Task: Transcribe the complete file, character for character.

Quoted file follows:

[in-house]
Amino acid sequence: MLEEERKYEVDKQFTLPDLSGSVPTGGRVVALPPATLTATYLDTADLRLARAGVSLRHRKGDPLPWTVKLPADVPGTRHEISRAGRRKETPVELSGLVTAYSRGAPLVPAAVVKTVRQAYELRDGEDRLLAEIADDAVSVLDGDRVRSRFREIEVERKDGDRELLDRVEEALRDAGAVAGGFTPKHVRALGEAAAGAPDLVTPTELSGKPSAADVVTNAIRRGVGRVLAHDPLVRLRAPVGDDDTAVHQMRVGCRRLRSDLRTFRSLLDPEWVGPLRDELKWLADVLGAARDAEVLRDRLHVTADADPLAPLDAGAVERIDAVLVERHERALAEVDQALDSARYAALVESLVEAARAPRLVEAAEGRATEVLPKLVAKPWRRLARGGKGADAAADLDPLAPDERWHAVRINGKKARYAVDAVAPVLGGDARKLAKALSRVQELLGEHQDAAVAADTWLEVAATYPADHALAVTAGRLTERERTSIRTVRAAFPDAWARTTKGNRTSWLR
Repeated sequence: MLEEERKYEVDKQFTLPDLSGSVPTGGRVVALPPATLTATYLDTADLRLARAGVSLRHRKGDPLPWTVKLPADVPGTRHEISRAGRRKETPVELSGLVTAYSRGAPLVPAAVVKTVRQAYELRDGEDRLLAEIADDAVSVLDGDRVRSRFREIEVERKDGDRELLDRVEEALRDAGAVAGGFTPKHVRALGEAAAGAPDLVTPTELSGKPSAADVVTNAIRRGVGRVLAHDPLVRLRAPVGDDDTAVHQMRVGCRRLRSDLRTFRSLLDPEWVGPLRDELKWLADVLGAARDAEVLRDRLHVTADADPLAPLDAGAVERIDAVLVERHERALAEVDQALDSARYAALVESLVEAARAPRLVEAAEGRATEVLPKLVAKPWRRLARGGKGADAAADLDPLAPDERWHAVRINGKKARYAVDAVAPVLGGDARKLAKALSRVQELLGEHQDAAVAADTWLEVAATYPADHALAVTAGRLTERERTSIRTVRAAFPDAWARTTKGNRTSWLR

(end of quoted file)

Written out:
[in-house]
Amino acid sequence: MLEEERKYEVDKQFTLPDLSGSVPTGGRVVALPPATLTATYLDTADLRLARAGVSLRHRKGDPLPWTVKLPADVPGTRHEISRAGRRKETPVELSGLVTAYSRGAPLVPAAVVKTVRQAYELRDGEDRLLAEIADDAVSVLDGDRVRSRFREIEVERKDGDRELLDRVEEALRDAGAVAGGFTPKHVRALGEAAAGAPDLVTPTELSGKPSAADVVTNAIRRGVGRVLAHDPLVRLRAPVGDDDTAVHQMRVGCRRLRSDLRTFRSLLDPEWVGPLRDELKWLADVLGAARDAEVLRDRLHVTADADPLAPLDAGAVERIDAVLVERHERALAEVDQALDSARYAALVESLVEAARAPRLVEAAEGRATEVLPKLVAKPWRRLARGGKGADAAADLDPLAPDERWHAVRINGKKARYAVDAVAPVLGGDARKLAKALSRVQELLGEHQDAAVAADTWLEVAATYPADHALAVTAGRLTERERTSIRTVRAAFPDAWARTTKGNRTSWLR
Repeated sequence: MLEEERKYEVDKQFTLPDLSGSVPTGGRVVALPPATLTATYLDTADLRLARAGVSLRHRKGDPLPWTVKLPADVPGTRHEISRAGRRKETPVELSGLVTAYSRGAPLVPAAVVKTVRQAYELRDGEDRLLAEIADDAVSVLDGDRVRSRFREIEVERKDGDRELLDRVEEALRDAGAVAGGFTPKHVRALGEAAAGAPDLVTPTELSGKPSAADVVTNAIRRGVGRVLAHDPLVRLRAPVGDDDTAVHQMRVGCRRLRSDLRTFRSLLDPEWVGPLRDELKWLADVLGAARDAEVLRDRLHVTADADPLAPLDAGAVERIDAVLVERHERALAEVDQALDSARYAALVESLVEAARAPRLVEAAEGRATEVLPKLVAKPWRRLARGGKGADAAADLDPLAPDERWHAVRINGKKARYAVDAVAPVLGGDARKLAKALSRVQELLGEHQDAAVAADTWLEVAATYPADHALAVTAGRLTERERTSIRTVRAAFPDAWARTTKGNRTSWLR